I wanted to take the opportunity in this column to record my particular thanks to our current Minister for Transport, Jenny Gilruth MSP for listening to what islanders are telling her.  The decision announced in Parliament by Ms Gilruth on 19th October that two new ferries built to the design of the two new Islay ferries would be ordered this year for deployment to the Little Minch means that we can be optimistic for the future of our mainland connectivity.  Three daily return crossings will offer our seafood industry the opportunity to achieve same day connections for shipment to the south of England and the Continent, maximising the export value of our island produce while at the same time guaranteeing a daily middle of the day departure. Our service sector can look forward to tapping a day trip and short stay market from the many visitors who currently come to Skye but don’t make it to the Western Isles.

Another person I believe deserves much credit for recognising the opportunity offered by freeing the Little Minch of the constraint of a single vessel is Kevin Hobbs, Chief Executive of CMAL.  CMAL as an organisation has been the subject of criticism for the Ferguson contract award but this predated Kevin’s appointment.  I find Kevin is easy to reach, happy to engage – often forthright in his opinions. He is the first person that I think truly understood the opportunity missed by his colleagues and Transport Scotland when they ploughed ahead with the order for 802 rather than seek views from islanders.

I finished my last piece to Am Pàipear by saying “Things can only get better – surely!” I had no reason to think that would be the case so soon.  We will still have major issues as ferry reliability is clearly going to be a problem for the time being but at least there is a happy end in sight.

The Comhairle have recently met with Transport Scotland Aviation Division, Loganair Chief Executive Jonathan Hinkles and HIAL at separate meetings to discuss the future of air services to the Western Isles. High on the agenda was the impending sale of Loganair and the PSO contract between Benbecula and Stornoway, which is due to for renewal in April 2023. The Comhairle currently subsidise the five-rotation service by a sum of £600k. This has to be set in the context of increasing costs and a Comhairle Core Budget that has seen a reduction of Scottish Government funding over the last several years. Transport Scotland subsidise a few PSOs including the Barra service but maintain that they cannot support an internal service within a Local Authority Area. They also face having to look closely at their own budget to identify savings.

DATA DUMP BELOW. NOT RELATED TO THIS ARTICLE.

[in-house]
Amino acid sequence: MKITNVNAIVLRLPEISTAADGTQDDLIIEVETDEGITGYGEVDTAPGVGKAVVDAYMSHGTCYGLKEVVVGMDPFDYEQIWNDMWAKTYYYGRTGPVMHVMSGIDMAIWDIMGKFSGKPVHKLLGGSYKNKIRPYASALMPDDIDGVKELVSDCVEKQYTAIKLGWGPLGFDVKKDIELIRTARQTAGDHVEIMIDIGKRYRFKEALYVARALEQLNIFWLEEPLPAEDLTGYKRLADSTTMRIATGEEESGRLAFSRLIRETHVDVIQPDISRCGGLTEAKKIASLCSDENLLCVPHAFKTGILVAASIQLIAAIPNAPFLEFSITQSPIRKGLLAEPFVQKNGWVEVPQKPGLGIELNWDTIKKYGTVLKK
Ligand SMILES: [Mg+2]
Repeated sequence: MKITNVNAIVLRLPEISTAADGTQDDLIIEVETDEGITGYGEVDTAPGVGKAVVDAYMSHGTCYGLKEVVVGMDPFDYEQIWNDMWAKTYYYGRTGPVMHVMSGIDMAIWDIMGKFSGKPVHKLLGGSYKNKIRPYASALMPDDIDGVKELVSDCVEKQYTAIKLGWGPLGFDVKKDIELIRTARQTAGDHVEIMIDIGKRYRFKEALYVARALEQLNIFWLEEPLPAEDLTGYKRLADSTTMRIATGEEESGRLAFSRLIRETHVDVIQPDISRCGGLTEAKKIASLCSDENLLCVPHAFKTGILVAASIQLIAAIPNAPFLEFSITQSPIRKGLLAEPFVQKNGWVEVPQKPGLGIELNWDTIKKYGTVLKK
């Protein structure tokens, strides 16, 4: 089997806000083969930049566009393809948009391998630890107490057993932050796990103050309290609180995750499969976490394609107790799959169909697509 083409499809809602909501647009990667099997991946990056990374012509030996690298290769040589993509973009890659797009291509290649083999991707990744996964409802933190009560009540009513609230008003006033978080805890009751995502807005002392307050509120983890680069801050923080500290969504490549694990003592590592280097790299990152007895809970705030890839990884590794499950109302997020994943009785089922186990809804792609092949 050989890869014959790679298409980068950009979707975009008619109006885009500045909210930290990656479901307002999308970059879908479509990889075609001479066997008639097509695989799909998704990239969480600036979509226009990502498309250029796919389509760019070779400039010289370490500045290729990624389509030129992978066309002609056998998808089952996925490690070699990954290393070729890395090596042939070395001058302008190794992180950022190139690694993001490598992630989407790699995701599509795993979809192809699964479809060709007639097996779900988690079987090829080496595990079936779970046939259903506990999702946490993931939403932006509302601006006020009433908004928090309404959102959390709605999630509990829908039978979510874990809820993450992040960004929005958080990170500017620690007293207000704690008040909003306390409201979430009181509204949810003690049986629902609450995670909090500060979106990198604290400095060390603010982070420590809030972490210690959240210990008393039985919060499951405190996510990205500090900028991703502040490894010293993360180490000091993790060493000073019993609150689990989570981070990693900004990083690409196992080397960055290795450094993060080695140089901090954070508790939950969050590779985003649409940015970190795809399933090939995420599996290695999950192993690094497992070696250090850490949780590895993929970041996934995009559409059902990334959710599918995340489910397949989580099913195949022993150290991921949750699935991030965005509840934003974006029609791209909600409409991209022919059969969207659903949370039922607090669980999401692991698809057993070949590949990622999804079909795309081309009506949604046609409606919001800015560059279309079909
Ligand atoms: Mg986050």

The discussion with Loganair in relation to the Benbecula/Stornoway service was positive and we outlined the pressure on Comhairle budgets and the need to look at ways that this service could be maintained. The service is particularly essential for the people who have to travel to the Western Isles Hospital for appointments. Currently NHS Eilean Siar refuse to contribute to the costs of running the service, which is disappointing.

In relation to the impending sale of Loganair, which has caused a lot of concern locally, the following points were made by their Chief Executive Jonathan Hinkles:
• Loganair has been serving the Western Isles since 1964 and over that time, the airline has undergone five changes of ownership – Logan Construction Company, the Royal Bank of Scotland, British Midland, Scott Grier and latterly the Bonds.   Throughout all of that, services to the islands have continued, ranging from delivering daily newspapers (its first venture to Stornoway in 1964) to being sole operator of the air service at Barra continually since taking over the route from British Airways on 1 September 1974. 
• Loganair’s recently-announced return to profit after the pandemic is very helpful ahead of any change of ownership – using the straightforward maxim that “if it ain’t broke, don’t fix it”.  If the airline was heavily loss-making, it’s inevitable that any new owner would be seeking to make major changes to stem those losses – which could well have ramifications for island lifeline flights.  That isn’t the case as is apparent from Loganair’s performance through the pandemic.

• Equally, the airline needs to make a profit to survive and re-invest.   Setting aside the Barra
and the Stornoway-Benbecula routes which are operated as PSO subsidised air services, all of its other Western Isle’s routes – Glasgow to Benbecula and Stornoway, Inverness and Edinburgh to Stornoway – receive no direct public subsidy.    Loganair operates these at its own risk, so if it carries no passengers, it receives no income.   Of course, the Air Discount Scheme is in place to subsidise fares for non-business trips for island residents, but this is no guarantee of income for Loganair.  

• And where fuel prices have shot up, the Scottish Government pays the additional bill for Calmac’s ferries, but Loganair has to recover this through its own means.   It also has to invest in its fleet – again, unlike Calmac, there’s no cheque from the Scottish Government to cover new equipment (which many might see as a good thing) and Loganair’s profits are being reinvested into its fleet renewal.   The Saab 340 aircraft – the oldest of which G-LGNI is 33 years old, so right up there alongside a Calmac ferry – are being replaced over the next 12 months with next-generation ATR turboprops.    The Spiorad de Beinn na Faghla (which is now 32) will be making its last flight for Loganair before year-end.